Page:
Germany Successfully Flights Manned Hydrogen Plane


WorldTekhno.comThe liquid hydrogen-powered aircraft successfully took off from Maribor Airport, Slovenia. The success of this new breakthrough is expected to be a game-changer for the aviation industry in the future. German startup H2FLY has managed to play an important role in the world of aviation.

This was the first manned flight of the four-seater aircraft. Their achievement is said to be an important moment in the world of aviation.

The plane, known as HY4, took off from Slovenia on four low-altitude test flights carrying hydrogen fuel tanks manufactured by French company Air Liquide.

German operator H2Fly believes the four-seater can fly about 1,500 kilometres, a short-haul flight equivalent to the distance from London to Rome. One of the test flights lasted three hours.

The HY4 aircraft was in the air with two pilots for 3 hours and 1 minute and consumed 10 kg of liquid hydrogen. If you use the aircraft’s full storage capacity of 24 kg, the plane can stay in the air for 8 hours. “It feels really extraordinary, perfect teamwork has come true,” said one of the pilots, Johannes Garbino-Anton, after the flight, quoted by ThenextWeb, on Saturday (9/9/2023).

The advantages of liquid hydrogen aircraft over aircraft powered by aviation fuel are that hydrogen aircraft have minimal vibration and noise, as well as a lack of carbon dioxide emissions normally emitted by aircraft powered by aviation fuel.

The HY4 hydrogen aircraft has carried out eight flight test campaigns by H2FLY since 2016, but the breakthrough this time is to operate the aircraft using liquid hydrogen, not hydrogen in gaseous form.

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The H2FLY propulsion system consists of hydrogen storage, a 120 kW fuel cell power converter and an electric motor.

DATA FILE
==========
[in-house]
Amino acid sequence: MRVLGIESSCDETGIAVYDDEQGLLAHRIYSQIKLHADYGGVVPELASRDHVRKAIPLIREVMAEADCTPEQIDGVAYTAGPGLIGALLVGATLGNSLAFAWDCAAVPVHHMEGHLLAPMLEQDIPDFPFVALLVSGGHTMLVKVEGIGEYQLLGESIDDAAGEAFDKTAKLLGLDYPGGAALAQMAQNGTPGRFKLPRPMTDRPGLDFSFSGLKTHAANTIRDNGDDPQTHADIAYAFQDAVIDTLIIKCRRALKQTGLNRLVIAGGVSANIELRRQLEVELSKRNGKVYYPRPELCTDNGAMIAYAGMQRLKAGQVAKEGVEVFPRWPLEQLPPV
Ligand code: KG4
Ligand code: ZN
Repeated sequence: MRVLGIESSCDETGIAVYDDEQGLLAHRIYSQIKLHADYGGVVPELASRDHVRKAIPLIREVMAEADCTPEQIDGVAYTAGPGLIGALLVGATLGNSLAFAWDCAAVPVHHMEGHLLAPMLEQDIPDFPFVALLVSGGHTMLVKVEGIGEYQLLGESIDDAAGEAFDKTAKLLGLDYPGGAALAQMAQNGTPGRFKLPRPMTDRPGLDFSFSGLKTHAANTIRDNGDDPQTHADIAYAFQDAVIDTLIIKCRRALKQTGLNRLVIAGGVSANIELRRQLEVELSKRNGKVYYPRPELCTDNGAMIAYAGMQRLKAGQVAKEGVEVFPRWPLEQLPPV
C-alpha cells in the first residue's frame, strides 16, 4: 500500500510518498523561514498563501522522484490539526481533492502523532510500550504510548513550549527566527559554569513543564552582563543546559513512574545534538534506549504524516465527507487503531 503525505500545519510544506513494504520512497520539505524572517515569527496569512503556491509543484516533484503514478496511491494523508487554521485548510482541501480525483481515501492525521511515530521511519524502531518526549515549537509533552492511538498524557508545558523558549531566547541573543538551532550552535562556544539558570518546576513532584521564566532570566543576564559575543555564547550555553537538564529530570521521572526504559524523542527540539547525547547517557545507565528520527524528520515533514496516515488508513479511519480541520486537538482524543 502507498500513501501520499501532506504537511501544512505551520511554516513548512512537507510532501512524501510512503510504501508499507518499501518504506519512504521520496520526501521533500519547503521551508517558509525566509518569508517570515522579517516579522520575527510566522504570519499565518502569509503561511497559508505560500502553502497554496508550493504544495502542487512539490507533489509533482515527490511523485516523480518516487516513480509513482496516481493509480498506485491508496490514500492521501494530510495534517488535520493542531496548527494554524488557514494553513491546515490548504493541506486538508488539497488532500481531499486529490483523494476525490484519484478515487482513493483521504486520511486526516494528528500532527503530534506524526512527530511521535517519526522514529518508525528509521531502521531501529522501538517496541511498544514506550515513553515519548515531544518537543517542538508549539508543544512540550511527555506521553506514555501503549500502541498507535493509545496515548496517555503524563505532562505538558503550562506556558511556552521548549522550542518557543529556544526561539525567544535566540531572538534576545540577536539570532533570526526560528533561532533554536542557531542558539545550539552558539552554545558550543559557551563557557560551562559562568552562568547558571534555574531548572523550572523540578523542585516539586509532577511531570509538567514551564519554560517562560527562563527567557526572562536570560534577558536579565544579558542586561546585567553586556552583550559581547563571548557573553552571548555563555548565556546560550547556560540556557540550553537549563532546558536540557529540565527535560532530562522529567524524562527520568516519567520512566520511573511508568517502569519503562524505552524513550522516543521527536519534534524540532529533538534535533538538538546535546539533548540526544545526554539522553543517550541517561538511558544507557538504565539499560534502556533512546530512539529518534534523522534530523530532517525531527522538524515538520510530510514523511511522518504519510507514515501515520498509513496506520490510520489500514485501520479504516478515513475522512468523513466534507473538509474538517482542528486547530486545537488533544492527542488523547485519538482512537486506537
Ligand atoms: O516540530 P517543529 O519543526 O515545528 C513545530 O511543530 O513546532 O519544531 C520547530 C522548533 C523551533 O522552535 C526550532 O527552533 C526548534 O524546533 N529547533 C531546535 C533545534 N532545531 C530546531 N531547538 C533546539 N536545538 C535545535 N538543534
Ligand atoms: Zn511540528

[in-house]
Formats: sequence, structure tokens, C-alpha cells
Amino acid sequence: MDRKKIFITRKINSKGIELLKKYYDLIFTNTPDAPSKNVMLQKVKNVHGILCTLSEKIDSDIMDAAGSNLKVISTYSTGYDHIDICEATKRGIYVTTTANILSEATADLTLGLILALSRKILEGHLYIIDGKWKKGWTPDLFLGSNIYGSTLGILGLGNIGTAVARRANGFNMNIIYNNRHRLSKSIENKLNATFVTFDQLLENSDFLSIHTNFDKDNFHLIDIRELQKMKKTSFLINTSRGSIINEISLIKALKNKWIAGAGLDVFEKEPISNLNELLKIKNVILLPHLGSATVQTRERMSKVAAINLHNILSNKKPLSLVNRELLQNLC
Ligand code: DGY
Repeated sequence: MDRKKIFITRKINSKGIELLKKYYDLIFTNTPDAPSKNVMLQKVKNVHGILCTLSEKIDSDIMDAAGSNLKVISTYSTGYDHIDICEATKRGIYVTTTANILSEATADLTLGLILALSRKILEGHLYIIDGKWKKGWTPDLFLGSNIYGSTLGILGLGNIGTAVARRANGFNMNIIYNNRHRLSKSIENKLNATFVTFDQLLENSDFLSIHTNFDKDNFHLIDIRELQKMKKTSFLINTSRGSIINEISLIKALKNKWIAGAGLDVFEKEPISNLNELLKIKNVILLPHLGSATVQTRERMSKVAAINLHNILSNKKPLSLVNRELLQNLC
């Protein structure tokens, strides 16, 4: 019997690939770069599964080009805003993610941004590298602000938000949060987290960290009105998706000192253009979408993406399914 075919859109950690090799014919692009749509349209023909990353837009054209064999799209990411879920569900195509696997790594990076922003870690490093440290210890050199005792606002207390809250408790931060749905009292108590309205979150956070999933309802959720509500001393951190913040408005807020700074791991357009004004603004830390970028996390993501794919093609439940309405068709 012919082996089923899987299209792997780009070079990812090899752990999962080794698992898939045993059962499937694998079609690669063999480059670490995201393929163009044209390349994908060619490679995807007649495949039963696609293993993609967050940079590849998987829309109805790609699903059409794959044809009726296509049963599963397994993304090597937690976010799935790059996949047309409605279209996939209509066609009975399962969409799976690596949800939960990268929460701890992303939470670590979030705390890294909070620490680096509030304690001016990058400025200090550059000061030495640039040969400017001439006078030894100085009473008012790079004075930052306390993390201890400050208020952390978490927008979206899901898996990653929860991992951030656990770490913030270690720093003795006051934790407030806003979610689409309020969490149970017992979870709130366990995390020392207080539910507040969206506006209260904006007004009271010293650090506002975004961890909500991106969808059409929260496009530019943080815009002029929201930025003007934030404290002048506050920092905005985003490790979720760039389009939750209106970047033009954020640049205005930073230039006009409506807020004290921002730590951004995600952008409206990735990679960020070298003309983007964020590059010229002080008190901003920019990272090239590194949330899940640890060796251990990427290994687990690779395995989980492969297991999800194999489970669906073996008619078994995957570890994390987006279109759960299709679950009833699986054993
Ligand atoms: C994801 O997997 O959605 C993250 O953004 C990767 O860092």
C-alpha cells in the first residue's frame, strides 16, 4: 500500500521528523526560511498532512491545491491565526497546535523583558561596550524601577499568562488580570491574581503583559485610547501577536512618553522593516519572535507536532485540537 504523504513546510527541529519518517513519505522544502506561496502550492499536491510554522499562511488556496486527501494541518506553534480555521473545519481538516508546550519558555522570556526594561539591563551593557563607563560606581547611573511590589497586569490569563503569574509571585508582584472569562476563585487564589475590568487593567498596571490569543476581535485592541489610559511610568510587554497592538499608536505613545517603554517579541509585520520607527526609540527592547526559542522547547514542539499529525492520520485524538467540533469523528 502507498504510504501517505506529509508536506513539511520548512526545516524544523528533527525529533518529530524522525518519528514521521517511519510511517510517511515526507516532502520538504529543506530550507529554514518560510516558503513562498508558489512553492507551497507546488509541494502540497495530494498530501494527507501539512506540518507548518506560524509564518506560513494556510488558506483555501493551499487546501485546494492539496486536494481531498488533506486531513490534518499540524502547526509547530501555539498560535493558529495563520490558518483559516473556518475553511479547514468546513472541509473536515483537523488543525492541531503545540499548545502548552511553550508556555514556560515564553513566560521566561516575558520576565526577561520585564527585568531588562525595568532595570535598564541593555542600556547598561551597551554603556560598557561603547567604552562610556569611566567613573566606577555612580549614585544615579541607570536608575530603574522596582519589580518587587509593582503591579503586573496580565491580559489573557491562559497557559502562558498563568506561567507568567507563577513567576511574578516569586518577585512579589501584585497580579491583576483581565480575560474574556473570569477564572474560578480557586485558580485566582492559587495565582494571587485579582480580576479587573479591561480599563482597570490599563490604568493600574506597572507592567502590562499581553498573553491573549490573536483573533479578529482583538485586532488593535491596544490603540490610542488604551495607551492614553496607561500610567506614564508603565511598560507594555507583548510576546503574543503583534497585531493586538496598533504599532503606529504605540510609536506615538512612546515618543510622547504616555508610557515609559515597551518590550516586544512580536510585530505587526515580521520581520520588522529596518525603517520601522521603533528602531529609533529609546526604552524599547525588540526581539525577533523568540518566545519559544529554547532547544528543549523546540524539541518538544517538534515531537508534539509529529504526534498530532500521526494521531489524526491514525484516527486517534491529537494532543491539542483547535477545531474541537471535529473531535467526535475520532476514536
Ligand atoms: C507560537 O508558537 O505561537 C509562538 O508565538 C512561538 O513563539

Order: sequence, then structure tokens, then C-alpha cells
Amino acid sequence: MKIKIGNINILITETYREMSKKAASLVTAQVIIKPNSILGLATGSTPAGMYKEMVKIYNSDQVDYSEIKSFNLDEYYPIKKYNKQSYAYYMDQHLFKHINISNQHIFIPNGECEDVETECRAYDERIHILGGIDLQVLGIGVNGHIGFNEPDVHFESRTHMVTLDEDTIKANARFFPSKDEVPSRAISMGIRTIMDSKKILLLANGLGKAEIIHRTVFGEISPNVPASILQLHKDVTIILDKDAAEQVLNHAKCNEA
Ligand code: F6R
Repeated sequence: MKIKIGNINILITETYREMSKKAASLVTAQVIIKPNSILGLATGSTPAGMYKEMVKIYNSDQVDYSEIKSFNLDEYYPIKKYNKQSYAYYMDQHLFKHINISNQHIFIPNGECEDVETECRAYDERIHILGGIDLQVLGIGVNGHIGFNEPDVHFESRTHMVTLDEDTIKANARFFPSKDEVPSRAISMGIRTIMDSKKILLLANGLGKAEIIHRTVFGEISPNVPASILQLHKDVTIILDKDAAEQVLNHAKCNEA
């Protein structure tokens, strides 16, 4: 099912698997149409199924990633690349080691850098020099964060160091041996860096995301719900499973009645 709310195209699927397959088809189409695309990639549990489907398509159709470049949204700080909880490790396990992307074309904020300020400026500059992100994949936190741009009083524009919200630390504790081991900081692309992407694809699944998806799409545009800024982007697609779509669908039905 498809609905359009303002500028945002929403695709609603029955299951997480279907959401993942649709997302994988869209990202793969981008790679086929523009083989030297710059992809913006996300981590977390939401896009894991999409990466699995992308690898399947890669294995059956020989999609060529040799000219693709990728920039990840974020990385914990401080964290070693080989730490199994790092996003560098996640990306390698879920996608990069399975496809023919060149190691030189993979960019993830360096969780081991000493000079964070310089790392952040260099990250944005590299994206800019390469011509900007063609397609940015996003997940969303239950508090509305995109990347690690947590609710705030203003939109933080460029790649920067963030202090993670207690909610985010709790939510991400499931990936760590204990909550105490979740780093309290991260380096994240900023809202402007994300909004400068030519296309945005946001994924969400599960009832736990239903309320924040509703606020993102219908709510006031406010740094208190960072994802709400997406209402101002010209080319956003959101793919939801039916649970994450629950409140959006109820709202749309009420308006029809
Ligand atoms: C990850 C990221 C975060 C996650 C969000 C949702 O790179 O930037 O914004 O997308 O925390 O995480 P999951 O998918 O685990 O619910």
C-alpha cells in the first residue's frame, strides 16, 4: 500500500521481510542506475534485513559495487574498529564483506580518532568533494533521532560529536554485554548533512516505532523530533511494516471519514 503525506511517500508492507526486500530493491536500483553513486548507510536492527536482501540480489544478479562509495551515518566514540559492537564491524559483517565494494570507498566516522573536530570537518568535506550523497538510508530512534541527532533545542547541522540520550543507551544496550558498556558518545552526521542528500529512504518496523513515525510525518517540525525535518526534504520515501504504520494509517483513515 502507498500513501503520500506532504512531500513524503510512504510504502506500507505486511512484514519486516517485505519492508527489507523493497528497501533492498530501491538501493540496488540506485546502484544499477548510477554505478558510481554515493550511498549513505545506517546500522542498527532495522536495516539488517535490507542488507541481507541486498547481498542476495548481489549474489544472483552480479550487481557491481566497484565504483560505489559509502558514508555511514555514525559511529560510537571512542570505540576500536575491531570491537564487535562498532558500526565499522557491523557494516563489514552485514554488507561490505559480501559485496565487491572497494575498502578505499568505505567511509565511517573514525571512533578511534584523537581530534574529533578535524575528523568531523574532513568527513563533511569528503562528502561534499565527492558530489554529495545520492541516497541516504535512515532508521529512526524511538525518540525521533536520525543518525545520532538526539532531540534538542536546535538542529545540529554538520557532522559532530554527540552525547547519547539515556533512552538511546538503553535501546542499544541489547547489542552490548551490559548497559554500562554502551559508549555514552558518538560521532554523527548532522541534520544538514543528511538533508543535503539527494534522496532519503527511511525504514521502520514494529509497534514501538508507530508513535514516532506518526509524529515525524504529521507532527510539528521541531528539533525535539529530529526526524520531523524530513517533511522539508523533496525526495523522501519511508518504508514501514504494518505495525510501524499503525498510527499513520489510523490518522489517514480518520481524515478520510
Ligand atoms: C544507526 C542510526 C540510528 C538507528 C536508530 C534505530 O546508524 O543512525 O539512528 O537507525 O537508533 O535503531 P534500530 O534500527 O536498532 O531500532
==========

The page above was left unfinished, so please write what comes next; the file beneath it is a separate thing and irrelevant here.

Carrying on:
Liquid hydrogen is more energy dense than gas. This means that a much lower weight and tank volume are required. In the world of air transport, especially when modernising aircraft, this equates to not having to waste as many passenger seats or reduce cargo space for cargo.

The HY4 test aircraft has covered a distance of 750 km using hydrogen gas and 1,500 km using liquid hydrogen, or twice the distance. However, the challenge is that liquid hydrogen requires cryogenic temperatures (around -253°C), which complicates transportation and refuelling.

The HY4 aircraft, which is made of glass fibre and carbon fibre, will not be produced commercially. The next step for H2FLY is to upgrade the fuel cell system to megawatt capacity. The H2F-175 system will not only unlock a longer range, but also altitudes of up to 27,000 feet.

In partnership with Deutsche Aircraft, the two parties intend to retrofit the 30-seat Dornier 328 demonstrator with the H2FLY hydrogen electric fuel cell and begin flight testing in 2025.

H2FLY co-founder and CEO Dr Josef Kallo estimates that the upgraded system will be able to power a 40-seat regional aircraft with a range of around 2,000 km. “As an engineer, I can say that a 40-seat hydrogen-powered aircraft is a question of money and time. After that it became a visionary,” says Kallo.

However, he also added that tests so far show that it is possible to increase the powertrain to 4MW + 4MW, so that it can power larger aircraft seating 80 to 100 passengers.

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Liquid hydrogen has the potential to be a game-changer for commercial aviation. Another thing that future hydrogen-powered flights will need, in addition to fuel, is infrastructure. For this project, H2FLY has collaborated with Air Liquide. “This is the first time we have brought liquid hydrogen for refuelling at a commercial airport,” said Pierre Crespi, director of innovation at Air Liquide Advanced Technologies.

The liquid hydrogen arrived in Maribor by truck, following strict safety requirements of the Slovenian government. H2FLY was founded in 2015 by five engineers from the German Aerospace Center in Stuttgart and the University of Ulm. The company works on the propulsion system as a whole, but also develops individual components when necessary.

In 2021, H2FLY acquired Joby Aviation, a California-based company that develops electric vertical take-off and landing vehicles (eVTOLs) to operate air taxi services.***


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